10976410-success-and-failure-symbol-represented-by-a-forked-road-with-a-road-sign-representing-failing-and-anWe’re coming back from a long holiday weekend. That usually means a sluggish start to the work week. Too much food, drink, fun, etc. Long interruptions in my daily routine can often lead to a series of slip-ups that very easily turn into a landslide. I know the Fourth of July was no exception for me. It started with a missed workout and then a missed Rosary and needless to say, one thing led to another. I doubt I am alone on this one. So how do we stop it?

Step one is to realize it is happening. I know in the past when I feel myself slipping, I usually figure it out pretty quickly. As my day goes on and I miss one thing after another, I can feel an uneasiness. It adds up quickly. Your mind is pretty good at letting you know when you are doing something you shouldn’t be or when you aren’t doing something you should be! Do you let that thought pass quickly through your thousands of daily ruminations? DON’T. God is trying to tell you something. Stop and listen.

In my time in the confessional, I have learned that this is Satan creeping into our lives little by little. “Missing this won’t hurt anything” or “You can do that another time”. Thoughts like these seem innocent at the start. Over time they build up and before you know it, you’re drowning. Don’t let it get to that point.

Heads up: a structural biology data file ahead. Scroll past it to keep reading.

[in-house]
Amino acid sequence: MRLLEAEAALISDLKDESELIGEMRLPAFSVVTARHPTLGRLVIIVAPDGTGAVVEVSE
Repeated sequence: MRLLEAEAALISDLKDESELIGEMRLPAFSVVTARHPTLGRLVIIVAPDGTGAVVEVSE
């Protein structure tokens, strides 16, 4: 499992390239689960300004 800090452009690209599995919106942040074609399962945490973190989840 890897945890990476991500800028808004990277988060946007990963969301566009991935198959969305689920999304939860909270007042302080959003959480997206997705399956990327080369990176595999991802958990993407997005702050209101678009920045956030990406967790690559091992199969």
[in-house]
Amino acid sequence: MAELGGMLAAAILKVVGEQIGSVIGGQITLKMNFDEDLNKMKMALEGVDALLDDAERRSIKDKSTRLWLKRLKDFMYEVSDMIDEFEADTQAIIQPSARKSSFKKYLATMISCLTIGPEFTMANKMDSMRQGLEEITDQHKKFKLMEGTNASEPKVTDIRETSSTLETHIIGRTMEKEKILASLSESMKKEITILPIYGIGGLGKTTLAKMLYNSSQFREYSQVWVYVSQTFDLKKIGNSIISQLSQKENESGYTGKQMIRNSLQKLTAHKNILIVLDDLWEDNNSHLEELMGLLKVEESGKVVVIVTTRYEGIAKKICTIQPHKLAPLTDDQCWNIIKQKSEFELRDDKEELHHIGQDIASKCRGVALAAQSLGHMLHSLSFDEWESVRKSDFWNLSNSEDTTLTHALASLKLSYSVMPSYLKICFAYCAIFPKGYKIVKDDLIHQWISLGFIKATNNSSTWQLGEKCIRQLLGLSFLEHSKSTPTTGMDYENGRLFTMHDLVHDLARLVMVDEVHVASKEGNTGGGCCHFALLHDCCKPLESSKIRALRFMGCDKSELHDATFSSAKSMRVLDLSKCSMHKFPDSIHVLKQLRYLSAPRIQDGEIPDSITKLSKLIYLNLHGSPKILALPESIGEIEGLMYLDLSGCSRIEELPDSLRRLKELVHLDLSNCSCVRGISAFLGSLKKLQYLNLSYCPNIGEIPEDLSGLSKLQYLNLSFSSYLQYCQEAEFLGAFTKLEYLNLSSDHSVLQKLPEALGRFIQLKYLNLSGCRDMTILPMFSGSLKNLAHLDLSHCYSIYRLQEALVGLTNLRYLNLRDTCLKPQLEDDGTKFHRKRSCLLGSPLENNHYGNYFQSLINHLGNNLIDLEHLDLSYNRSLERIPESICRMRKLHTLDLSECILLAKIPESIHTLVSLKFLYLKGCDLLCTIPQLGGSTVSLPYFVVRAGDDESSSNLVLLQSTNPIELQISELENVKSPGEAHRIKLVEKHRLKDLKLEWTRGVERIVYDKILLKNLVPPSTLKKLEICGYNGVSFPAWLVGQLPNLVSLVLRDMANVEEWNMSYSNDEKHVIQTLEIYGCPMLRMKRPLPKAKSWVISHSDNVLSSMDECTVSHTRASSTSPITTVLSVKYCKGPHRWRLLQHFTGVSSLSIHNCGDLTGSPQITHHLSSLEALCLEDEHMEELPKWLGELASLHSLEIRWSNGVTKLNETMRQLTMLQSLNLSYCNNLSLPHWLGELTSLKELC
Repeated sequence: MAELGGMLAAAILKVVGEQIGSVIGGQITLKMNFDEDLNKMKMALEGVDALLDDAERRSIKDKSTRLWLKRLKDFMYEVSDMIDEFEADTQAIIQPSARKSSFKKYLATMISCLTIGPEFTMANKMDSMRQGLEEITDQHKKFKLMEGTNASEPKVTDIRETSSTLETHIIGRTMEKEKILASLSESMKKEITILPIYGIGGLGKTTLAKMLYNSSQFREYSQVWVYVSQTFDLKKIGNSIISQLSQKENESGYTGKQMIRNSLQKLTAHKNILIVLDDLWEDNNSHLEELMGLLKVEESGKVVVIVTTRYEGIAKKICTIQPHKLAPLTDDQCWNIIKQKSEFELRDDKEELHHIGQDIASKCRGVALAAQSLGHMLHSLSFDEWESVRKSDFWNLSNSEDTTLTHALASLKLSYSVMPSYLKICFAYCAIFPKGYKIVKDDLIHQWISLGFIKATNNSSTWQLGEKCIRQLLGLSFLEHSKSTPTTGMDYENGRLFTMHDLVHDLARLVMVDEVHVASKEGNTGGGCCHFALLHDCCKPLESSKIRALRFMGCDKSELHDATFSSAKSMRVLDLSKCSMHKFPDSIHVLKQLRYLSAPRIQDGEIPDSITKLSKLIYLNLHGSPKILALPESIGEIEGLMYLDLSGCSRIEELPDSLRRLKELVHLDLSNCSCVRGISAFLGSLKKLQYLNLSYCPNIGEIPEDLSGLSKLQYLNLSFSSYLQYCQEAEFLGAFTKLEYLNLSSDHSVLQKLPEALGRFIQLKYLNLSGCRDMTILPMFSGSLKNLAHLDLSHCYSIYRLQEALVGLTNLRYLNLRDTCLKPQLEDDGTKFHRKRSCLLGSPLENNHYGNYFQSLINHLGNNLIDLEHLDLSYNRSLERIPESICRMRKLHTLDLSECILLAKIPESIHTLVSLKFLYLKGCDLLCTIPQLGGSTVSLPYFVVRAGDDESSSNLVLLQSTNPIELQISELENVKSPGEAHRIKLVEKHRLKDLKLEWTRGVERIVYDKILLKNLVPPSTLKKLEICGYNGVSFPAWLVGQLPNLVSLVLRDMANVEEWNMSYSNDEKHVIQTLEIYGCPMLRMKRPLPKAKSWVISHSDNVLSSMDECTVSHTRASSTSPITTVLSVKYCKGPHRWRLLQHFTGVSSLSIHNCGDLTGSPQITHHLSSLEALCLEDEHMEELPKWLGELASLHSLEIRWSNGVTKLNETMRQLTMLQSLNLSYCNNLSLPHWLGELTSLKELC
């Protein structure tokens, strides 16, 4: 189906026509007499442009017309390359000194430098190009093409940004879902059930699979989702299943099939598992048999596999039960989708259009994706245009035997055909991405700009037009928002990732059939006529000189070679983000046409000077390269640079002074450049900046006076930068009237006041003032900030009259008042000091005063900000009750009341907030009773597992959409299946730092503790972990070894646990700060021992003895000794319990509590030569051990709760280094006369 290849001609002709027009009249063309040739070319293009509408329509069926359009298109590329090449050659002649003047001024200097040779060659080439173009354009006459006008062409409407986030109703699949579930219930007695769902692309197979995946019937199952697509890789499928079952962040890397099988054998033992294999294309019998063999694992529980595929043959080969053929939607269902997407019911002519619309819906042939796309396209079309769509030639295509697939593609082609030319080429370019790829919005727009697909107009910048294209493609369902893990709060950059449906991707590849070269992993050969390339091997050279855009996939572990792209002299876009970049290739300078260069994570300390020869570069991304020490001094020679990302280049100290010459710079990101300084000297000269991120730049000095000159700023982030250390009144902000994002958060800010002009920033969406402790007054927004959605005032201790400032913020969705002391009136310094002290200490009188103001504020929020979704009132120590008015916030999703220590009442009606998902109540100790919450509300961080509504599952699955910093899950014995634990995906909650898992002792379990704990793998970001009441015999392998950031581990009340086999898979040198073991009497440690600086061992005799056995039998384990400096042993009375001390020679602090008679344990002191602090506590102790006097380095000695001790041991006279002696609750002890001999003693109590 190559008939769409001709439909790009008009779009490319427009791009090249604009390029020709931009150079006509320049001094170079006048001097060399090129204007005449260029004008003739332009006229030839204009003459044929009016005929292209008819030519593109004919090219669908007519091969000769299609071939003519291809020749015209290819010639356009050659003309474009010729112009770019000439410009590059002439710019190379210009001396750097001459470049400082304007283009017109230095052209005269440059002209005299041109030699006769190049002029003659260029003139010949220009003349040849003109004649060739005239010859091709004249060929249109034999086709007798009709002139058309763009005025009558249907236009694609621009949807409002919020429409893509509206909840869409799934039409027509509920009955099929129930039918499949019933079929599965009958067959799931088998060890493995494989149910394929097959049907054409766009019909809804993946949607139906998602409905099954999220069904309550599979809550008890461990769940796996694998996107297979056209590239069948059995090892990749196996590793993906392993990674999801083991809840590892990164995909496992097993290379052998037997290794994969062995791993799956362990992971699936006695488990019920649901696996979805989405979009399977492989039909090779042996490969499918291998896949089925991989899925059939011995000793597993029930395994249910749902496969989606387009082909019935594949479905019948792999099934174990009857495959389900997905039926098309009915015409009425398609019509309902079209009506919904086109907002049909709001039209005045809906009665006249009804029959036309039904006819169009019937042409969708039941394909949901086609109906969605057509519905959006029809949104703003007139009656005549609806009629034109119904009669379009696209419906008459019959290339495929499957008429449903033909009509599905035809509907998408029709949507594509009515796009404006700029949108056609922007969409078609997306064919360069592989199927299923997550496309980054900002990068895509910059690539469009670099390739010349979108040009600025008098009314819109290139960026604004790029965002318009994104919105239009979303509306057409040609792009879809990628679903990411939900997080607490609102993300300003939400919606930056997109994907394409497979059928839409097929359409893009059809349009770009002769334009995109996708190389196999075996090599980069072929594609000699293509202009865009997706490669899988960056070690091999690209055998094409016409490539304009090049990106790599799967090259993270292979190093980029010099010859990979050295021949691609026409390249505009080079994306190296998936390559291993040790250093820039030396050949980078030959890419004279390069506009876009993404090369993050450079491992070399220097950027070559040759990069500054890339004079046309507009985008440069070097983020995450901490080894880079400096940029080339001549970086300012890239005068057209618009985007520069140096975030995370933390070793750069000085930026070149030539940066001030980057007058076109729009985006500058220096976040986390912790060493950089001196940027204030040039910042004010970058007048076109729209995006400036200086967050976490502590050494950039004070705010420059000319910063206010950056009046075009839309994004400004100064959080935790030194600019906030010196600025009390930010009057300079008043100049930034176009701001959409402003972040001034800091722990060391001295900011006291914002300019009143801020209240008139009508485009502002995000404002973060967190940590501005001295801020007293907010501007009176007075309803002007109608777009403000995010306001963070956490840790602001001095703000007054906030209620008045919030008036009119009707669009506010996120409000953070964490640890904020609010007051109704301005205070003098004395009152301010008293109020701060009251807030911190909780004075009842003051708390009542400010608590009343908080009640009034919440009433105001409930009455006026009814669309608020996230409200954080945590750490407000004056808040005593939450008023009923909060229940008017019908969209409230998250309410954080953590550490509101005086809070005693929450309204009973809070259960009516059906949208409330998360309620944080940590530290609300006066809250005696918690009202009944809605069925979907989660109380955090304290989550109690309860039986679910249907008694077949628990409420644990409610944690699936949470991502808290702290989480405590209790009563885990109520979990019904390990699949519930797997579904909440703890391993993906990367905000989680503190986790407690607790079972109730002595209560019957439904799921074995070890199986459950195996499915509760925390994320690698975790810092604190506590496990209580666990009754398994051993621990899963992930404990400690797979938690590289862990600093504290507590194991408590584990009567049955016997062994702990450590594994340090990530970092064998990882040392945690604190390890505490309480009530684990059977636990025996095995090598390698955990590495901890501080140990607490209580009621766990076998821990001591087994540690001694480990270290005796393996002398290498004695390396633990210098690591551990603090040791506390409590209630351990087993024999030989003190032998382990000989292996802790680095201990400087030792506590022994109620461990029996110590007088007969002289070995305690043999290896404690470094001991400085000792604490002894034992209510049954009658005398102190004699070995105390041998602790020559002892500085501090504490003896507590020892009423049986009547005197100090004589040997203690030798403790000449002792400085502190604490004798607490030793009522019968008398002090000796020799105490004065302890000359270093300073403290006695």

Step two is committing to do something about it. I have thought about how best to approach this. I thought about what helps people get better. Where do people go to “fix” themselves. It might seem extreme, but a recovery program was what came into my head. I am not going to go check myself into one nor am I going to find a support group (other than my men’s group at church). But I have been able to develop my own personal “recovery program”.

What does it consist of? I set a strict routine to get back on the right track and hold myself accountable.

-Morning Prayer (thanking God before I step out of bed)

-Exercise

-Prayer and reflection throughout the day with set times,

-Healthy(ier) eating

-A Novena, Rosary regimen, prayer to a particular saint, etc.

I tell my wife when I am doing it so I have an accountability partner. I know myself all too well and I know that I can let a minor slip-up develop into a spiral very quickly. If I don’t acknowledge it and do something about it, I am opening myself up to temptation and continued failure. I am not saying that I nail it 100% of the time. Not even close! I frequently fail after I commit to righting the ship. But just making the commitment, attempting to try, is what brings me closer to God.

You know that voice is in your head. What are you doing about it? Are you embracing it, admitting your failures, and committing to make it right? Or are you simply letting it fade into the background with the rest of your passing thoughts for the day? It takes discipline, perseverance and humility, but as husbands, fathers, and men of Christ, it is critical that we do it.

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